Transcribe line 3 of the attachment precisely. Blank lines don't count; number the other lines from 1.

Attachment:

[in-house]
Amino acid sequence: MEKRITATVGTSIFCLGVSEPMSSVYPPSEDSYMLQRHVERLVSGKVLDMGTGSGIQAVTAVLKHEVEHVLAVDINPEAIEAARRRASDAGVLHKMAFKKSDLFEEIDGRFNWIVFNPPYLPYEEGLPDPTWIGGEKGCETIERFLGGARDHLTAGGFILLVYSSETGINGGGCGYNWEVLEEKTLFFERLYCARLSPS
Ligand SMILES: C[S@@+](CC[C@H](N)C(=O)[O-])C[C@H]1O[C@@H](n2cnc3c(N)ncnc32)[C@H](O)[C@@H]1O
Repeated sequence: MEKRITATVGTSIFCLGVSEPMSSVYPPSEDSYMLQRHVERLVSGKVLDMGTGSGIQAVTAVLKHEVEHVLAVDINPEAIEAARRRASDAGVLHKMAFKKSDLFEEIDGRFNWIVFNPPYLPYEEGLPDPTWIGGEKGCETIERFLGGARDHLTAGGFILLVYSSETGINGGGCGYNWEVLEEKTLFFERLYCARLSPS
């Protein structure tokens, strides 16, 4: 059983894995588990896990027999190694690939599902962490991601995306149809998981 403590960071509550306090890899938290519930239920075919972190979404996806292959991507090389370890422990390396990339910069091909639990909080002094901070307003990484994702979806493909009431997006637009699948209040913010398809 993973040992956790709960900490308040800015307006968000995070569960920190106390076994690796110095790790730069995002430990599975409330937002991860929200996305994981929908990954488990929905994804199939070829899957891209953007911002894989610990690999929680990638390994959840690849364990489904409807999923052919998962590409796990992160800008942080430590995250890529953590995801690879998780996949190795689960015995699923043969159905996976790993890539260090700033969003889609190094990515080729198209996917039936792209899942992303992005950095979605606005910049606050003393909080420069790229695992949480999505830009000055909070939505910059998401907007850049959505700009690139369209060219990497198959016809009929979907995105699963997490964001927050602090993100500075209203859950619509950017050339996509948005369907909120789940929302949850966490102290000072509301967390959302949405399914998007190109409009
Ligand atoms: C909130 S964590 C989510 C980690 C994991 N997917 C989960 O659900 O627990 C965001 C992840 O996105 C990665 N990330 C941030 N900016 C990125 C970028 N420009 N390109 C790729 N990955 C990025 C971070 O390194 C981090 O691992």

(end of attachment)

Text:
Ligand SMILES: C[S@@+](CC[C@H](N)C(=O)[O-])C[C@H]1O[C@@H](n2cnc3c(N)ncnc32)[C@H](O)[C@@H]1O